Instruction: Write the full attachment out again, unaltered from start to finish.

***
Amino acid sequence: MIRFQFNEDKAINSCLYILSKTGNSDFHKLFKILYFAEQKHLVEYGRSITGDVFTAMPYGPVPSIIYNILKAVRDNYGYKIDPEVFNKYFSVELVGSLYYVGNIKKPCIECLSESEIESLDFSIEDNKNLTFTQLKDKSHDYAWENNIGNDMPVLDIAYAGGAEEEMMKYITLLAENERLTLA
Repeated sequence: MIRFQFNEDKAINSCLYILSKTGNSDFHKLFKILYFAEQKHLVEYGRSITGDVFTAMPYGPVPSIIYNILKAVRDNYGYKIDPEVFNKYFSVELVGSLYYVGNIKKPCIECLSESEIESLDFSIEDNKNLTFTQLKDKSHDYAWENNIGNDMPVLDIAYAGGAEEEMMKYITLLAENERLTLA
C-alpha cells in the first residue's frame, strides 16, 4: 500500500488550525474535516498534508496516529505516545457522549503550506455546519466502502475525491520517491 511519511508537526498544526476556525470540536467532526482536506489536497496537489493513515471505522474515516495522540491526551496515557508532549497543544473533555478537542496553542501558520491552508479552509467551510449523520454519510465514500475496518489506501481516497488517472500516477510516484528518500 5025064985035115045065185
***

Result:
Amino acid sequence: MIRFQFNEDKAINSCLYILSKTGNSDFHKLFKILYFAEQKHLVEYGRSITGDVFTAMPYGPVPSIIYNILKAVRDNYGYKIDPEVFNKYFSVELVGSLYYVGNIKKPCIECLSESEIESLDFSIEDNKNLTFTQLKDKSHDYAWENNIGNDMPVLDIAYAGGAEEEMMKYITLLAENERLTLA
Repeated sequence: MIRFQFNEDKAINSCLYILSKTGNSDFHKLFKILYFAEQKHLVEYGRSITGDVFTAMPYGPVPSIIYNILKAVRDNYGYKIDPEVFNKYFSVELVGSLYYVGNIKKPCIECLSESEIESLDFSIEDNKNLTFTQLKDKSHDYAWENNIGNDMPVLDIAYAGGAEEEMMKYITLLAENERLTLA
C-alpha cells in the first residue's frame, strides 16, 4: 500500500488550525474535516498534508496516529505516545457522549503550506455546519466502502475525491520517491 511519511508537526498544526476556525470540536467532526482536506489536497496537489493513515471505522474515516495522540491526551496515557508532549497543544473533555478537542496553542501558520491552508479552509467551510449523520454519510465514500475496518489506501481516497488517472500516477510516484528518500 5025064985035115045065185